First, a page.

Although it did not involve a disability this case involved a termination that was found to be based, at least in part, on a protected ground under the Human Rights Code — freedom of religion.

The case confirms that, even where the employer has just cause for termination, it will breach human rights legislation if the decision to terminate was based even partly on a prohibited ground.

The facts of Derksen are fairly straightforward. Harold Derksen started his employment with the company on July 2, 2002, as project co-ordinator of the youth job directions program. Three days later he asked for a full day off for the celebration of the new moon, which fell on July 10. The request was granted, but Derksen was advised in writing that no further days off would be granted and that he would “need to make other arrangements so that (his) religious commitments do not interfere with work.”

Under Derksen’s direction, the program did not achieve the success that was expected. On Aug. 7, 2002, Derksen’s boss met with him to discuss the dismal progress that had been made. But it was not made clear to Derksen that his job was in jeopardy.

Later that day, Derksen faxed a request for a day off on Aug. 9. When the request was denied, Derksen said he required the day off to celebrate a religious holiday and he would not come in to work. He followed through on this promise and was fired when he returned to work on Aug. 12.

The human rights tribunal noted the record of employment submitted by the employer indicated Derksen was dismissed due to a failure to pass his probation period and due to taking an unauthorized day off. In reaching its decision, the tribunal acknowledged the employer may have had legitimate reason to terminate Derksen due to his poor performance.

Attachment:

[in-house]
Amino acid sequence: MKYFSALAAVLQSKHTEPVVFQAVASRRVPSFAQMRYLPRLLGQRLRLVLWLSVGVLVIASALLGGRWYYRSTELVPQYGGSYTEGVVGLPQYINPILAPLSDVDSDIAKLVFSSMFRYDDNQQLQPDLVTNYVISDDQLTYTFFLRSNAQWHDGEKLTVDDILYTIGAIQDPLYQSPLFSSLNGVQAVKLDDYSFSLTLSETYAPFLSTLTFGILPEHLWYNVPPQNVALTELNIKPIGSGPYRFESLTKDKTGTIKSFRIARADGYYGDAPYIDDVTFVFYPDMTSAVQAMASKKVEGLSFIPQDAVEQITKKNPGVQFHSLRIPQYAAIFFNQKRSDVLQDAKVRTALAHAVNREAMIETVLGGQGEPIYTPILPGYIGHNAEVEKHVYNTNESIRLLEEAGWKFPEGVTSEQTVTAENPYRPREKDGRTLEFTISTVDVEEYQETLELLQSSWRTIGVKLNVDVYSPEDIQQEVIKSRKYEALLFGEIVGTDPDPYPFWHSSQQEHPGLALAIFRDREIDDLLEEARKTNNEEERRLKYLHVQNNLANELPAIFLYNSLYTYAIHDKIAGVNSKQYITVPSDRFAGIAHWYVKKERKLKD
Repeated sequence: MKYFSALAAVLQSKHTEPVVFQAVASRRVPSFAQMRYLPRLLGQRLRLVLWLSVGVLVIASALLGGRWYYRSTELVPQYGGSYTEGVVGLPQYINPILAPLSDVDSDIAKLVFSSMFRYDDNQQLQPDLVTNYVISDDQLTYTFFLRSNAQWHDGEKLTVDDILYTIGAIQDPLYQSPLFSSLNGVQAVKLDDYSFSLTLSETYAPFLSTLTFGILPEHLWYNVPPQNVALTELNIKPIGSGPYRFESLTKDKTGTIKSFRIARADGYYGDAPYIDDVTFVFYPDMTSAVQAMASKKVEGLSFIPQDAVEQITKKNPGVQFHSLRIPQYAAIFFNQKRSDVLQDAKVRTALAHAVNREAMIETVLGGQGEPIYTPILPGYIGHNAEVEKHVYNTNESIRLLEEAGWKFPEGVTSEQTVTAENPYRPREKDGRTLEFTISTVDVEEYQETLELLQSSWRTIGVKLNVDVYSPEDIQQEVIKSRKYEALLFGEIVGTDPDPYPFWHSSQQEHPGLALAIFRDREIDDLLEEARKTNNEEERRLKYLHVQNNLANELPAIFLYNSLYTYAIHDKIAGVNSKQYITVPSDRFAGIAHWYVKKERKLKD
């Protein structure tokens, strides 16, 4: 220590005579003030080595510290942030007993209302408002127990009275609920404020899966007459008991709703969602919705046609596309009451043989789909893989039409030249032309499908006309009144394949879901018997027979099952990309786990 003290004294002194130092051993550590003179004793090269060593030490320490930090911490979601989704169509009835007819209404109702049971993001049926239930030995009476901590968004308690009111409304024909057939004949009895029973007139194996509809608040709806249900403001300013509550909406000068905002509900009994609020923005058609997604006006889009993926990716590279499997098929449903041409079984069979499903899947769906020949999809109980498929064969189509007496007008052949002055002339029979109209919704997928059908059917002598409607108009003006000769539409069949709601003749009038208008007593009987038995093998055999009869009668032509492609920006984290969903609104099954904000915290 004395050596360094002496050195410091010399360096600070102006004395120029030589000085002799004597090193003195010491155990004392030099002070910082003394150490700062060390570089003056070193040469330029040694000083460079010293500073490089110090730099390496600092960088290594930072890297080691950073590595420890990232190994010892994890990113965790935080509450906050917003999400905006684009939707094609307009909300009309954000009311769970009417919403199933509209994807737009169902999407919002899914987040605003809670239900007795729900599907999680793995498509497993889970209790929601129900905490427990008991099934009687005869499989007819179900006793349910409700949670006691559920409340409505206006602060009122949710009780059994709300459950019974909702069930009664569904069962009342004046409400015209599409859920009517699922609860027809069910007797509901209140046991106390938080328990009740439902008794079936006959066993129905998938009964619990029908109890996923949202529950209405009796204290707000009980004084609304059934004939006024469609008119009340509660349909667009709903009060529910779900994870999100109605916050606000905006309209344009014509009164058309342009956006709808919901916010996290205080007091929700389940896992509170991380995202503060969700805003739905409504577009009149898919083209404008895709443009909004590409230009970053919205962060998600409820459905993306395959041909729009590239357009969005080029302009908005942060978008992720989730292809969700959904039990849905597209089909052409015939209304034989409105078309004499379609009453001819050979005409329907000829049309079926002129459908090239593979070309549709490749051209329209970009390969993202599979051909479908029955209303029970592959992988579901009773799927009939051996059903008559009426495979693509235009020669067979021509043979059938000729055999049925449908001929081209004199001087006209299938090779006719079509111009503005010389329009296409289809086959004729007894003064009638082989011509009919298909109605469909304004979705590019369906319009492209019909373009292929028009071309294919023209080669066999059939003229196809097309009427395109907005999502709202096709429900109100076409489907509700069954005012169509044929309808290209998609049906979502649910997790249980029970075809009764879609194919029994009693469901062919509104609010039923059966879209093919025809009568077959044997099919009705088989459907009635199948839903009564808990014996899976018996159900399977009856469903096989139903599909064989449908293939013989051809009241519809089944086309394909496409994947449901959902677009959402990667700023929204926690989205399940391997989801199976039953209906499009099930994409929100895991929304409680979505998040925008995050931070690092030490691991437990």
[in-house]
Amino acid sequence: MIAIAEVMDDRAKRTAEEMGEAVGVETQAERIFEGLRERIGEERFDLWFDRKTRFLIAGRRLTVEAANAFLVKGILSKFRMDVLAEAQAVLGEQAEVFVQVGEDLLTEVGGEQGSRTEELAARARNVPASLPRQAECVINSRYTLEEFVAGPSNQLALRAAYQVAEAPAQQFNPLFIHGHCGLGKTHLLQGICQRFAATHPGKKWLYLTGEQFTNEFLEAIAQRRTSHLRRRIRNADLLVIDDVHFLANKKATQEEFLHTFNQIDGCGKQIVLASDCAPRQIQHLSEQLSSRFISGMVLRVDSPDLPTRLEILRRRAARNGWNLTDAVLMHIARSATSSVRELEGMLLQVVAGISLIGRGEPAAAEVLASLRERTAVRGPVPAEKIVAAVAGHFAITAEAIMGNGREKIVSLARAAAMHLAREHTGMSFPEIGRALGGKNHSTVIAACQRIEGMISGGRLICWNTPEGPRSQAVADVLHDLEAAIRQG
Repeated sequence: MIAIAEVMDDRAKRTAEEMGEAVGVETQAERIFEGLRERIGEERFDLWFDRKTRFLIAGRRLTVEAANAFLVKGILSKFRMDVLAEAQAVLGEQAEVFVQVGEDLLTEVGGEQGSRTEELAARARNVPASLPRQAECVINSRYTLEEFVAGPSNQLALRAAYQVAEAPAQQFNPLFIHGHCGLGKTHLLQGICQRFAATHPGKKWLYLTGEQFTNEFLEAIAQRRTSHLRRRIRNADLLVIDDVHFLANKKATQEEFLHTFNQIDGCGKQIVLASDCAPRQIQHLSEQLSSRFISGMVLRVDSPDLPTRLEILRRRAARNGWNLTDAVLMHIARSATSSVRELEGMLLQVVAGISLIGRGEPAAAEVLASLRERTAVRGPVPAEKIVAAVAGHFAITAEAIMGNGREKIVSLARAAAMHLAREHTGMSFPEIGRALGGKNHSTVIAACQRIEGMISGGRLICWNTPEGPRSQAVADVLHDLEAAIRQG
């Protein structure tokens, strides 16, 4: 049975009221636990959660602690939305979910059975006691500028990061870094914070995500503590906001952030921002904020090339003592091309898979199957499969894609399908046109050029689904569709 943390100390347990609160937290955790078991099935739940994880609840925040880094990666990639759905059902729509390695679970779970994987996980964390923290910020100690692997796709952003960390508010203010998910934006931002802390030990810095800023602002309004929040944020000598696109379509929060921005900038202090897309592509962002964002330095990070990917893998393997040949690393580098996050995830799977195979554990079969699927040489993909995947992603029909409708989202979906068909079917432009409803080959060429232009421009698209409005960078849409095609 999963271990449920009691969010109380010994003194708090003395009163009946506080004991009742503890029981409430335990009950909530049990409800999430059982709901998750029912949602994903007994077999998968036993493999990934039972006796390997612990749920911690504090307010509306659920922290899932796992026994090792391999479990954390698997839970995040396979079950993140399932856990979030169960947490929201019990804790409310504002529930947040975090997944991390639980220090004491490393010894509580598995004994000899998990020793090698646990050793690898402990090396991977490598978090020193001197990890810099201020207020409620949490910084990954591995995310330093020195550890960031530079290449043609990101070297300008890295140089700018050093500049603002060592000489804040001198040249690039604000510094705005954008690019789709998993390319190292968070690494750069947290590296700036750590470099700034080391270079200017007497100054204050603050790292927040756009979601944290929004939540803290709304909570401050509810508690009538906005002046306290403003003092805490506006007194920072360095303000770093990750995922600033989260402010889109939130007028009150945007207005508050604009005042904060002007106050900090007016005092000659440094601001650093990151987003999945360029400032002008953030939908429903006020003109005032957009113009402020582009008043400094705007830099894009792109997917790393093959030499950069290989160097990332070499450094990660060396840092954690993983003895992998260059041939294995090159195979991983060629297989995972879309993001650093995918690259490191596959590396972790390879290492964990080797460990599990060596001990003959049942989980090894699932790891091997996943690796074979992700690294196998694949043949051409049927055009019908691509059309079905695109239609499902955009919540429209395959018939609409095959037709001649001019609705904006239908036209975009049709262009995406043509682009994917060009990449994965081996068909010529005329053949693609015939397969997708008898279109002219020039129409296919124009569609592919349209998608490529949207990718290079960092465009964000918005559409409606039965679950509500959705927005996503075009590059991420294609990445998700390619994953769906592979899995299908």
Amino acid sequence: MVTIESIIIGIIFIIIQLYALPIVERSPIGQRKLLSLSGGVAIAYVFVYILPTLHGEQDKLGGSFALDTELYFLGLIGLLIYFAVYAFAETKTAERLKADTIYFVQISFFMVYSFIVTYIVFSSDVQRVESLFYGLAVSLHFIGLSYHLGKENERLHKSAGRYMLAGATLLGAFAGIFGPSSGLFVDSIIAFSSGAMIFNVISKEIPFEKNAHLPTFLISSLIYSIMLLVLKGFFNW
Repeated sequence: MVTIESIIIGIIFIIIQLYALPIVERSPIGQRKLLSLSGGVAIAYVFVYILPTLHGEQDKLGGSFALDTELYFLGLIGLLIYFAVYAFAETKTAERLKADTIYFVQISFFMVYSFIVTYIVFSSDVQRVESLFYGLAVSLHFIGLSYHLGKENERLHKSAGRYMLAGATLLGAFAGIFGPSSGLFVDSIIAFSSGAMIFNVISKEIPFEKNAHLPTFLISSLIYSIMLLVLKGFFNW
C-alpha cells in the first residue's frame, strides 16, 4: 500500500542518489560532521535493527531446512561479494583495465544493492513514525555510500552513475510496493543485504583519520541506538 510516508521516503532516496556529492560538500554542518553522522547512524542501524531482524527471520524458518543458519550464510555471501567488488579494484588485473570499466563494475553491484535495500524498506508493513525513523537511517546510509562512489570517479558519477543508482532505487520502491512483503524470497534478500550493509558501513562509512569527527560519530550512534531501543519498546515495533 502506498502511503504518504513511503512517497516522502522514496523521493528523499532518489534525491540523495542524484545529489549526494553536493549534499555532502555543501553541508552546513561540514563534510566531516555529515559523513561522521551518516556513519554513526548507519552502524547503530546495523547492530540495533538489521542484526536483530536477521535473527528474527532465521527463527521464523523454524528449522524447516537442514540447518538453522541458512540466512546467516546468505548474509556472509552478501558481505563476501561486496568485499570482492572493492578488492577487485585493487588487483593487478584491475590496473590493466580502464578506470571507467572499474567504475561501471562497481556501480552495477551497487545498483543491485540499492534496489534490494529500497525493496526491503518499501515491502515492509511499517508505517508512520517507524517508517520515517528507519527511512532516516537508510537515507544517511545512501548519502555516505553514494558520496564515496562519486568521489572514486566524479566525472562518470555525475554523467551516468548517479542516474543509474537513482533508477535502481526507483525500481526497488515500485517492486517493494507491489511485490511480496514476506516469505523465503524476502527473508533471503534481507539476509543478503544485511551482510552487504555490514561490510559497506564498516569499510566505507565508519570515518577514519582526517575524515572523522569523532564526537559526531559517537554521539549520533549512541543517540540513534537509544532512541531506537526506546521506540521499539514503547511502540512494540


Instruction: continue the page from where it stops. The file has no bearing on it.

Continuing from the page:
But it also found the decision to terminate was made after Derksen took an unauthorized day off and that his doing so was a “contributing event.” This, combined with the notation in the record of employment, led the tribunal to find the day off was one of the reasons for termination and there was a prima facie breach of the Human Rights Code.

The tribunal considered the three-part test set out above and found the first two parts of the test were satisfied. Clearly, a requirement that Derksen attend at work was rationally connected to his job performance. But since the employer made no effort to accommodate Derksen’s religious needs, it failed the third branch of the test. The termination therefore breached the act. Derksen was awarded almost $10,000.

The bottom line: An employer terminating an employee with a disability for reasons unrelated to the disability must be careful and keep this absolutely clear. If the decision to terminate is related to the disability, the employer will have to pass the three-part test and show the decision was based on a bona fide occupational requirement.

For more information see:

Derksen v. Myert Corps Inc., 2003 BCHRT 37.

Stuart Rudner practices commercial litigation and employment law with Miller Thomson LLP’s Toronto office. He can be reached at (416) 595-8672 or by e-mail at [email protected].